2013 in review

The WordPress.com stats helper monkeys prepared a 2013 annual report for this blog.

Here’s an excerpt:

The concert hall at the Sydney Opera House holds 2,700 people. This blog was viewed about 13,000 times in 2013. If it were a concert at Sydney Opera House, it would take about 5 sold-out performances for that many people to see it.

Click here to see the complete report.

Fall Color and the Big Scenes in Zion National Park

I just returned from 5 nights in Zion National Park. I camped at the Watchman Campground.  The weather forecast predicted rain and show at higher elevations, my kind of trip.  What I love about photography in general is the excitement I feel when planning a trip, getting on the road, and then I feel like a kid in a candy store when I get to the location.  When rain is in the forecast in the Southwest it usually is accompanied by beautiful clouds, cumulus, and if I’m lucky, cumulus- congestus too.   This trip was like that.  I drove my camper from Durango to Lake Powell, stayed one night at the Wahweap Campground, took off for Zion in the morning.  And each day that the weather stayed changeable, I enjoyed playing with light and cloud shadows in my photographs.

As you can see by the scene below, the cottonwoods in and along Highway 9 through Zion were really stunning.  Closer evaluation shows that it’s really about a week late for full bloom.  But there are plenty of opportunities to get your “fix” of fall color in Zion.

Photographing the Big Scene

What do you think?  Compare these two images and comment on the "right time" to press the shutter. ©Kit Frost

What do you think? Compare these two images and comment on the “right time” to press the shutter. ©Kit Frost

I climbed high along the Watchman trail, and set up this image.  Two hours later the light I was hoping painted across the scene.  Patience people.  ©Kit Frost

I climbed high along the Watchman trail, and set up this image. Two hours later the light I was hoping painted across the scene. Patience people. ©Kit Frost

 

Why go to Zion in the late fall?

  1. Autumn Color is at it’s height from mid-October through early November.
  2. Zion National Park is awesome year round but especially beautiful in it’s fall glory
  3. The Zion Shuttle system runs until November 3rd, 2013, it is a brilliant system for exploring the park, no need for your car once you get to the park.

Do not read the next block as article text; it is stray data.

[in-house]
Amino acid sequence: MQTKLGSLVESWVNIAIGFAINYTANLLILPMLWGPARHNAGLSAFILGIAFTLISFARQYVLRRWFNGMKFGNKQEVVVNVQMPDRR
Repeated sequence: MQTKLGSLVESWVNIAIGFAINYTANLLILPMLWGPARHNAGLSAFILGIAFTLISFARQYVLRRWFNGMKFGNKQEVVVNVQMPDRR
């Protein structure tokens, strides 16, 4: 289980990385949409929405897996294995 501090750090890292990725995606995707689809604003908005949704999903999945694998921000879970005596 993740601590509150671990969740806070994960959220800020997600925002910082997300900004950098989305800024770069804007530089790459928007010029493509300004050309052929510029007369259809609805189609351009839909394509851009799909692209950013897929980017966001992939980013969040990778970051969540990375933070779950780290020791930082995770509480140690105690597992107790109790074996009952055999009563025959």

4. Cooler fall days make the steep hikes wonderful.
  5. It’s a quiet time of the year, less visitation than in the summer.
  6. Bring a bike, you can have the Canyon to yourself at times.
    Load up the bike on the shuttle bike rack, or walk from shuttle stop to shuttle stop.
  7. Amazing Photography locations throughout the park.

Tips for Photographing in Zion National Park

  1. Bring a tripod, 98% of my photos are made with a tripod, I like the slow, methodical way of composing images, the ability to choose slow shutter speeds, and deep depth of field.  Yes, you can choose to “up” the ISO but I prefer printing large, so I like low ISO settings, around 100-320.  A tripod is not simply about steady images, it’s also about the ability to refine my composition.
  2. Explore the park, watch the light move through the canyon. Take a round trip shuttle, getting off wherever you like, and set up an important composition.  Many digital camera users simply shoot lots of images, moving to the next location, repeat.  I like to come away with a few “scouted” images. I like to commit to a few great compositions, then plan for the best light.
  3. In October and November, the days are short, sunrise hits the narrow canyon at around 8am and sunset is at around 6pm, so plan accordingly, wear layers, scout your locations to be at the “right place, right time”.  The sun didn’t hit my campsite until 11am, so next year I’ll plan better for morning warmth at my “cafe”.
  4. I underexpose all of my images by at least 1/3 and sometimes 2/3 to hold detail in the highlights.
  5. Plan for post-production, as Ansel Adams would suggest, pre visualize your final print.

Iron like a Lion in Zion – Zion National Park, UT (travelpod.com)

Join me next year on a Photography Adventure of a Lifetime, in Zion National Park. October 26-30, 2014.  Right place, right time.

Here’s a time-lapse from my first morning at camp.  This series of 320 photos was made into a time lapse sequence using the Interval Timer setting on my Nikon D300. When I got back in the studio, I uploaded the images to Lightroom, edited each one of them to fix the sensor dust, then exported jpegs to iMovie for sequencing and additional story board.

Photographing under mixed lighting conditions

In this exercise, I set up my tripod to compose a beautiful group of wild lupine.  These wildflowers bloom in late June at altitudes around 10,000 feet.  On days when the sun is hiding behind clouds and the clouds are moving, there are plenty of opportunities to see the light travel across the subject.  I usually like when the sunlight is slightly diffused by the clouds.  Which one do you prefer?

Wilds-2013-8-2

Full shade was on this bunch of lupine, the cloud cover was heavy. ©Kit Frost

Wilds-2013-10-2

Bright, speckled sunlight was painting across the same bunch. ©Kit Frost